Like

  12. 2020 was certainly a year that we and the rest of the world witnessed just how fragmented American society has become. The threat to the country is at home, and it is being caused by us, not a foreign power. Our people would rather yell over each other than to actually take a moment to listen to each other. We are all Americans and should have the best interest of our country at heart. However, it has become all about us vs. them. Neither side is willing to compromise; each side sees the other as the enemy. I don’t think the country will completely unravel, but the divide between Republicans and Democrats and within society needs to be minimized. We need better leaders in Congress. They can’t fuel into the divide of the citizens. We need someone to remind us that we should seek the best for the collective good and that compromise is necessary for the well-being of the country.

    Like

  13. This article skillfully tied COVID to America’s history of genocide and international interference. In fact, the portion detailing the current genocide of marginalized groups due to lack of government and organizational help for pandemic relief was critical, as this rarely gets addressed in the media. This issue paints part of the picture detailing the overarching cause of America’s demise: political division. The Republican party, which stands so strongly united that racist, sexist, and xenophobic behavior rarely goes punished and the Democratic Party, which has taken cancel culture to such an extent that many members often fight among themselves rather than search for common solutions. These party issues further heighten tensions, as the U.S. experiences such a divide that political parties aim to win rather than compromise or find the best solution (George Washington’s farewell speech has stood the test of time). Although most of the country identifies as moderate, the average citizen is forced to choose one side or the other. This conflict leads to false information and lack of forward progress, which will truly show itself when China surpasses the U.S. as a global superpower and America finds itself scrambling to cling onto power and find its new place in a changing world.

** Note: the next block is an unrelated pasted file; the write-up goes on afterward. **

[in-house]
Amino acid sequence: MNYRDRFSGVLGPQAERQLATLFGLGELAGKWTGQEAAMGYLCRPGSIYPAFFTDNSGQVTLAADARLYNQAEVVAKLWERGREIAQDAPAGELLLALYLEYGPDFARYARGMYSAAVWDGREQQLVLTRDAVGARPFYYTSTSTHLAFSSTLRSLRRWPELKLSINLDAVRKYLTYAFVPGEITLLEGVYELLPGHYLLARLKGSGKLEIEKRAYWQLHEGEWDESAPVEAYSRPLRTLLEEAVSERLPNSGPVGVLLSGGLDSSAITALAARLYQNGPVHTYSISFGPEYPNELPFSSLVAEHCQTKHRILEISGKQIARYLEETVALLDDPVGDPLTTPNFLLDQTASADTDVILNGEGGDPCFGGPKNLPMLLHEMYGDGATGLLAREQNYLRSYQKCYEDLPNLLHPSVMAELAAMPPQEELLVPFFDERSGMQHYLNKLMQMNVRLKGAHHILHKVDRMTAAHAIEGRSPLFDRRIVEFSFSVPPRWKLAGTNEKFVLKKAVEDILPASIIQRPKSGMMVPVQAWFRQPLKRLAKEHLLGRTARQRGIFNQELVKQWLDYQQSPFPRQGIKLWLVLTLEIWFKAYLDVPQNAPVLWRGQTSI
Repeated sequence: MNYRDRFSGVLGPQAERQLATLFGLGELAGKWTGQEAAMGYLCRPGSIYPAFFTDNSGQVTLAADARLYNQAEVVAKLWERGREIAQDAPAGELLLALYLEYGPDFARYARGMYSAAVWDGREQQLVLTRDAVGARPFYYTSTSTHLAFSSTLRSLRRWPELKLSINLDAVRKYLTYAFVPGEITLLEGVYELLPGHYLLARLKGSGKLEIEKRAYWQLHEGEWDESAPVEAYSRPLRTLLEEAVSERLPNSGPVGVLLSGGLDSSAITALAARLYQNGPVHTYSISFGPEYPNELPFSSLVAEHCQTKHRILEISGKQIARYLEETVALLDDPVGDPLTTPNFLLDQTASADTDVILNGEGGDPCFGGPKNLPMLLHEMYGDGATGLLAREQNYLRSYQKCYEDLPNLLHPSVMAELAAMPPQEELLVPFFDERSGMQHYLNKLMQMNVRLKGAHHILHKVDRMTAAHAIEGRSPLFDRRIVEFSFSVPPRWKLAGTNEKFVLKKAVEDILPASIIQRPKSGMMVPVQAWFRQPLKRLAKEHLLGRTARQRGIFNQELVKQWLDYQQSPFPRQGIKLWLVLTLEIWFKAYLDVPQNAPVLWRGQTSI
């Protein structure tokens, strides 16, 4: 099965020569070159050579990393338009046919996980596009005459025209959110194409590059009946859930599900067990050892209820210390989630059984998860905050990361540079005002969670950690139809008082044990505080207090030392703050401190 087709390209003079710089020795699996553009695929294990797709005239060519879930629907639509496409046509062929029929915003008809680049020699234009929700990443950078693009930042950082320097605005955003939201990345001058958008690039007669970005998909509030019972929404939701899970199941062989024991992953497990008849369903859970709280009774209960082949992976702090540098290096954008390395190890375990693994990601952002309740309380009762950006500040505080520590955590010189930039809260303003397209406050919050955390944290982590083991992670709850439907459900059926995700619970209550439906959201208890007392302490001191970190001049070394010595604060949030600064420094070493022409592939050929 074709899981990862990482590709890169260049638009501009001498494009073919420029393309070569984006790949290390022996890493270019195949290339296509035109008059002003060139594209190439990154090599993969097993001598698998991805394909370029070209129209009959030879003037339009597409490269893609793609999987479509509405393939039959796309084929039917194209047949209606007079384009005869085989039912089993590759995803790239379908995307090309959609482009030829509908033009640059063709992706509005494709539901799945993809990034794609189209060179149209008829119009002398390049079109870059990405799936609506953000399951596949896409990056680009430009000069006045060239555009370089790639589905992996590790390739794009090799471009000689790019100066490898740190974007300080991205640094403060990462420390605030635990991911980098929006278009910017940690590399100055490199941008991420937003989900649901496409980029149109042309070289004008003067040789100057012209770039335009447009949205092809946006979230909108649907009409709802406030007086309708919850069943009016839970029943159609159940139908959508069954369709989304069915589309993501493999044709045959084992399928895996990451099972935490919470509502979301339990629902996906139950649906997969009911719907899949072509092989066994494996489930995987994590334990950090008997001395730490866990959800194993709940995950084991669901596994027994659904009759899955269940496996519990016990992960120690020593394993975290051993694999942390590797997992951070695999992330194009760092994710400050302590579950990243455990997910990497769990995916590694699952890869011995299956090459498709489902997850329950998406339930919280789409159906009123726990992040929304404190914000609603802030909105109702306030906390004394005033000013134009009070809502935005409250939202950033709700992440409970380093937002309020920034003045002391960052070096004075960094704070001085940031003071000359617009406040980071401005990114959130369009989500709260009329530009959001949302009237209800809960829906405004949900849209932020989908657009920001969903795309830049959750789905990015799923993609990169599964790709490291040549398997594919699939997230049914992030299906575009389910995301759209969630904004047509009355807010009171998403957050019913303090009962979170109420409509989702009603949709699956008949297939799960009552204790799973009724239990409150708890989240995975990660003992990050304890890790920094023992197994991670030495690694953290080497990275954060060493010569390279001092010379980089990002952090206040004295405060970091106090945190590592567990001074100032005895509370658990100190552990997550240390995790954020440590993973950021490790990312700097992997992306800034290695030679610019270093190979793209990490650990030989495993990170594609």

Like

  14. Hello Professor